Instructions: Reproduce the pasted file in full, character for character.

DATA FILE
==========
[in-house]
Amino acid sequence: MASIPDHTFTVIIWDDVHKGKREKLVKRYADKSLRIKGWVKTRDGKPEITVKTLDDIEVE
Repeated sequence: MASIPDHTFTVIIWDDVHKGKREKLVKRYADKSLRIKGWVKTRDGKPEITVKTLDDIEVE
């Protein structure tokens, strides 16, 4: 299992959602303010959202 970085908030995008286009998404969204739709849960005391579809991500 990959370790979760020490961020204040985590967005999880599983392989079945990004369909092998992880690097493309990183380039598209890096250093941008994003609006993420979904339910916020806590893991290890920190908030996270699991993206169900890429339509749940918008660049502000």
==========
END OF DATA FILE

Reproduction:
[in-house]
Amino acid sequence: MASIPDHTFTVIIWDDVHKGKREKLVKRYADKSLRIKGWVKTRDGKPEITVKTLDDIEVE
Repeated sequence: MASIPDHTFTVIIWDDVHKGKREKLVKRYADKSLRIKGWVKTRDGKPEITVKTLDDIEVE
């Protein structure tokens, strides 16, 4: 299992959602303010959202 970085908030995008286009998404969204739709849960005391579809991500 990959370790979760020490961020204040985590967005999880599983392989079945990004369909092998992880690097493309990183380039598209890096250093941008994003609006993420979904339910916020806590893991290890920190908030996270699991993206169900890429339509749940918008660049502000």